This sweet, albeit thinly veiled retelling of Harry and Meghan’s engagement is more “run up to the royal wedding” than strict Christmas book. However, what worked best for me was watching Kumari struggle and learn to cope with the overturning of her entire life because the man she loves just happens to be sixth in line for the British crown. She deals with paparazzi and press, realizing that her job is no longer going to be viable, changing relationships with friends and family, and more. When she decides that being with Prince Benedict is worth all the bother—spoiler that you could’ve guessed—you understand the enormity of her decision.

If you’re looking for a royal escape this Christmas, this one is worth picking up.

Check back tomorrow for the next edition of the 12 Days of Christmas Reads. If you want to see all of the 12 Days of Christmas Reads recommendations in one place, you can check out this handy landing page or sign up for my newsletter.

We're Giving Away Books Again!

It’s the most wonderful time of the year!

My publisher is feeling very generous this holiday season and has decided to give away 25 advance reader copies of The Light Over London. All you have to do is click on this Goodreads link between now and December 10th and enter.

The fine print? This giveaway is open only to US readers. (European readers, I’ve got some special things planned for you very soon.)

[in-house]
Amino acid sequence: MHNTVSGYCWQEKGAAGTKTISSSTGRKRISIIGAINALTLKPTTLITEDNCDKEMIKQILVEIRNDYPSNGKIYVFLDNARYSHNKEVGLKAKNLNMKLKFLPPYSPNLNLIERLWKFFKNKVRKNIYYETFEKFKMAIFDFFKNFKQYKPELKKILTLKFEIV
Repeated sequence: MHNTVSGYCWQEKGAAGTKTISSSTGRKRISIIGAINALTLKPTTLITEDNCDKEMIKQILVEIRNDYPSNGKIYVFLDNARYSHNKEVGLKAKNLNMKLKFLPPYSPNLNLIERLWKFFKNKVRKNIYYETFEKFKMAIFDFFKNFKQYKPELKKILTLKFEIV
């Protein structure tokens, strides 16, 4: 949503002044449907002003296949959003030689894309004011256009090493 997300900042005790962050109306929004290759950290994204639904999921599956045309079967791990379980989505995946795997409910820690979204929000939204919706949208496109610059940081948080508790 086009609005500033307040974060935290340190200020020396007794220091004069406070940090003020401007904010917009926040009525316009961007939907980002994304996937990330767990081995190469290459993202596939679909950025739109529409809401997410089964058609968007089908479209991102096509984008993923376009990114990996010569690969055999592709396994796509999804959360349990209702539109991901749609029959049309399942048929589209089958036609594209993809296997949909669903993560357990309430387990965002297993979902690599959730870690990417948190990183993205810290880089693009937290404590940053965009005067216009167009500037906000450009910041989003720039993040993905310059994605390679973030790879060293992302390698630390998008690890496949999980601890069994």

Good luck!

12 Days of Christmas Reads — How the Dukes Stole Christmas

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Welcome to a bookish celebration of the Christmas season! For 12 days in December, I’m highlighting a book a day that puts the holiday season front and center of the narrative. You’ll find romances, women’s fiction, and even a cookbook! For day one, I’m sharing an anthology of historical romances that are sure to make you smile.

Christmas magic is in the air... From the ballrooms of London, to abandoned Scottish castles, to the snowy streets of Gilded Age New York, four bestselling authors whip up some unforgettable romance...with a little help from some enchanted shortbread.

The trouble with anthologies is that I always rank the stories. It’s human nature to try to bring order to things with lists and ranking and, despite my best efforts to enjoy each story on its own terms, I always fall victim to the temptation and end up disappointed in at least one of them.

You can image my happy surprise then when I discovered The Dukes Who Stole Christmas. Each story in this anthology is enjoyable and each offers a little something different for romance fans. Between the charm of Tessa Dare’s “Meet me in Mayfair”, the lush lyrical prose of Sarah MacLean’s “The Duke of Christmas Present”, Sophie Jordan’s classic enemies-to-lovers “Heiress Alone” set in the Scottish Highlands, or the refreshing change of Joanna Shupe’s Gilded Age novella “Christmas in Central Park,” al of the stories feel unique and fresh.

The conceit that ties all of these stories together—other than the Christmas timeframe and the “dukes” of the title—is a shortbread recipe. In some stories, the characters acknowledge that this shortbread has magical properties. In some, it’s incidental—more gesture of love than love potion. Either way, it’s used to reveal elements of character and draw the hero and heroine closer together.